Mid April means you will be missing Easter, April 5, on the Camino, a special experience but decidedly cool this year since Semana Santa comes early next year. The weather has been a'changing but you should enjoy cool mornings and evenings, mid-day temperatures very comfortable for walking. Expect anything, anything at all from beautiful sunny days to magnificent cloud formations over the mountains on the horizon, to mist and rain, to deluge, to snow, and blizzards. It's a great time to walk but the weather is hard to predict anymore. More importantly, you will follow the Spring across Spain. starting in Navarre the vineyards will be only dried looking sticks, as you progress those sticks sprout leaves and the roses planted at the head of each row to attract the bees will blossom and bloom, the first wild-flowers will appear so prepare yourself for a delight of wild cyclamens and crocuses (croci?), wild lilies and gladiolas, bee orchids and others of the wild orchid family, hillsides of blue lobelia, yellow broom, and secretive primroses (the primavera is a protected plant!), and finally poppies. The towns and villages will be blooming with pansies, lilies, iris, roses, and my favorite wisteria.The strange knobby looking things in gardens are all that remain of berza, that is collard greens, which are needed for the lifesaving caldo Galego, a so-called vegetable soup with the greens and despite the name, chunks of meat. Weather allowing, it should be glorious. Look for first wines now coming out of the barrels and through Navarra and into La Rioja watch for farmers off to the side of the Camino collecting snails-those which have walked on asphalt or stone considered inedible, you may find them in your salad or your soup – if you think this is a good thing yum yum if not you have been warned! Buen Camino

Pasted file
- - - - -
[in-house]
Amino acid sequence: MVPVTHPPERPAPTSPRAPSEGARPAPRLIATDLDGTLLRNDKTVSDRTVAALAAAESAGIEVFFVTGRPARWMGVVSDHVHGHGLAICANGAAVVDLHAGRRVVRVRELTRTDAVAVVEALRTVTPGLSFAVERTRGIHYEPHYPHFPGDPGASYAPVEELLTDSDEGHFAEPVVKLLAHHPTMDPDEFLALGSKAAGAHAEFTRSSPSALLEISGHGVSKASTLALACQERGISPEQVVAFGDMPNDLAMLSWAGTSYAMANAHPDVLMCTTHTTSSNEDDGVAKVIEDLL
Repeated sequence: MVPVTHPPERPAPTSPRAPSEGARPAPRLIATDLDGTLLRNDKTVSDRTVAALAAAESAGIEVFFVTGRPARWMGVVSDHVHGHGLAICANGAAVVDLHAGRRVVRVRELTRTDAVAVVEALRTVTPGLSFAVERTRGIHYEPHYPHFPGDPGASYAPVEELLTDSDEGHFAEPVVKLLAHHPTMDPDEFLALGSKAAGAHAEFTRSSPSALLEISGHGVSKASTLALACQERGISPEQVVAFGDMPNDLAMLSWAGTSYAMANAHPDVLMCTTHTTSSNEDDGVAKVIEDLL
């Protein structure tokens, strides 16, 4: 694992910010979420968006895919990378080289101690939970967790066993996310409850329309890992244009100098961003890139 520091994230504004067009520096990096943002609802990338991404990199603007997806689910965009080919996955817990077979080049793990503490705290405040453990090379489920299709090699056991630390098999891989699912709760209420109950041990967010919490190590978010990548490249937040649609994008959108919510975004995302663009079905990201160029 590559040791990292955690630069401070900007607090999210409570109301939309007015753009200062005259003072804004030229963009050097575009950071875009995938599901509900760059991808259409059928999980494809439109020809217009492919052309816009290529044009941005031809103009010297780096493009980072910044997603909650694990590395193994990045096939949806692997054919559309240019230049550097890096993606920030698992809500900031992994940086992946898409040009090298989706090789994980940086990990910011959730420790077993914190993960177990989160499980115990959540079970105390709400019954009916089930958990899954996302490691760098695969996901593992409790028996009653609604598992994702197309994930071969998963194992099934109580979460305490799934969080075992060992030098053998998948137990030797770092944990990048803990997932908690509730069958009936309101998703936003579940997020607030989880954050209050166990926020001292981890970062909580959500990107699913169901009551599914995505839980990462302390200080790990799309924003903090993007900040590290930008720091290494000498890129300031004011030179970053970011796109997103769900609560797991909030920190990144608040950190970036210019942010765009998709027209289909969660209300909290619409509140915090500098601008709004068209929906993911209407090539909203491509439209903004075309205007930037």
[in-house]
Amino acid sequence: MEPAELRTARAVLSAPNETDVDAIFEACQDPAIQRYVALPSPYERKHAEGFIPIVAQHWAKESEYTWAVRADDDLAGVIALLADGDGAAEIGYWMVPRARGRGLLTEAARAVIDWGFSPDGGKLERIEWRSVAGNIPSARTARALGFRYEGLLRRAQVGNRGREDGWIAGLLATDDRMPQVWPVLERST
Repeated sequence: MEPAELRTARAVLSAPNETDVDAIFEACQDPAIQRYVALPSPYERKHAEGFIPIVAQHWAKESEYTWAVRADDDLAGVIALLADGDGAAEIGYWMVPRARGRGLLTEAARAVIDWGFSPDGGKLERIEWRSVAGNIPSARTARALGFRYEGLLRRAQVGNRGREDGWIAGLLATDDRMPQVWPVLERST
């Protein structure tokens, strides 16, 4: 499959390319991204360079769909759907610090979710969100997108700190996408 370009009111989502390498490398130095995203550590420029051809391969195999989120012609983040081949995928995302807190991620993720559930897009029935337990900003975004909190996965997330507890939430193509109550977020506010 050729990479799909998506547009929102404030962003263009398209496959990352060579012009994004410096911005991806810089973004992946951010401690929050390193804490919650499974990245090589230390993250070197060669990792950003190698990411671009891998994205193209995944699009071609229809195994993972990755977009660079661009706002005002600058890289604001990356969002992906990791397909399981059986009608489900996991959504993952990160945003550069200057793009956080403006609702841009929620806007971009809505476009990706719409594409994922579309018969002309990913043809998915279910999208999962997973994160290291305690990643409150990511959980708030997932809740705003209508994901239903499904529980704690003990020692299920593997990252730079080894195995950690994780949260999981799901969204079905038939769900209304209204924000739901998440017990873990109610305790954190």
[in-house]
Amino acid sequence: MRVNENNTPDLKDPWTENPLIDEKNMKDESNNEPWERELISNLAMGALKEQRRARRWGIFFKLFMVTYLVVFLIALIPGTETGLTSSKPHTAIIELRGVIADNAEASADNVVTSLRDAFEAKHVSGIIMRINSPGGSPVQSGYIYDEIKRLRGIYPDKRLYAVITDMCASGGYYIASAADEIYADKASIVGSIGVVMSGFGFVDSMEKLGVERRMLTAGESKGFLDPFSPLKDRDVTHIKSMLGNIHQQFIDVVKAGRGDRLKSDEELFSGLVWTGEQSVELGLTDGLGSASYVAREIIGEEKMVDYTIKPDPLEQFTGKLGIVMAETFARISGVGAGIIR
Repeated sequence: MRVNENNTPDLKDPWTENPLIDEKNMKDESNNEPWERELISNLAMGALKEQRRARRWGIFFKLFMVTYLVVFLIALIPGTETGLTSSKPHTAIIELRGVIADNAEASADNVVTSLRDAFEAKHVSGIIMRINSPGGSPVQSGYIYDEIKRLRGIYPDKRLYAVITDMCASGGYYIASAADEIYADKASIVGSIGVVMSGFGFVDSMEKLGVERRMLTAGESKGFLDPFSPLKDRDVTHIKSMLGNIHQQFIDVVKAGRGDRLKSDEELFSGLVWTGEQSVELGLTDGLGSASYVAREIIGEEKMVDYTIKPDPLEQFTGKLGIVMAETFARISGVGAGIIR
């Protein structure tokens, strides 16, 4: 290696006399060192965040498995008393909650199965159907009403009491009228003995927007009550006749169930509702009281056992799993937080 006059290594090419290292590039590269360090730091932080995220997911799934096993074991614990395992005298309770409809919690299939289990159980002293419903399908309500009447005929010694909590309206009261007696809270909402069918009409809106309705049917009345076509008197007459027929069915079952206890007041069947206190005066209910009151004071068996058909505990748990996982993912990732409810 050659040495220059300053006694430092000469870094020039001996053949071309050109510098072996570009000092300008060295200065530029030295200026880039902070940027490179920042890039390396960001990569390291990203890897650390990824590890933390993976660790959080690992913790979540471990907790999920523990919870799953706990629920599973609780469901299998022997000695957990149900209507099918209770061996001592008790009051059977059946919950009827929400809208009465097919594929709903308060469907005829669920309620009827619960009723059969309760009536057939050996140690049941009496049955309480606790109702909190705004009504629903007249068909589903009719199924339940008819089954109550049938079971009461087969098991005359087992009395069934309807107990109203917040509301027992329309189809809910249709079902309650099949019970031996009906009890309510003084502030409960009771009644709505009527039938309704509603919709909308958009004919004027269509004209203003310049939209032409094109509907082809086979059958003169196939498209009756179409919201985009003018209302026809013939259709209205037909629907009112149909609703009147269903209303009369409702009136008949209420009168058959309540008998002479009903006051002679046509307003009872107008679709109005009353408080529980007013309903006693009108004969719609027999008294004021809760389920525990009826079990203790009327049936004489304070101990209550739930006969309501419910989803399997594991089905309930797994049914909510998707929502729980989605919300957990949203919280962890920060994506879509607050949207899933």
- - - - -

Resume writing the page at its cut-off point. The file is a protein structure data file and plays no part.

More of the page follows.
You make it sound like it will be an very enjoyable experience, I am looking forward to it, thanks ;-)
 

kevhan84

Member
Year of past OR future Camino
(2015) (2020, CANCELLED)
@scruff1 what a delightful post! Yes, @kevhan84 it is a lovely time to walk. I had some days with cold rain on my early spring Camino on the Frances, but truly the flowers were spectacular.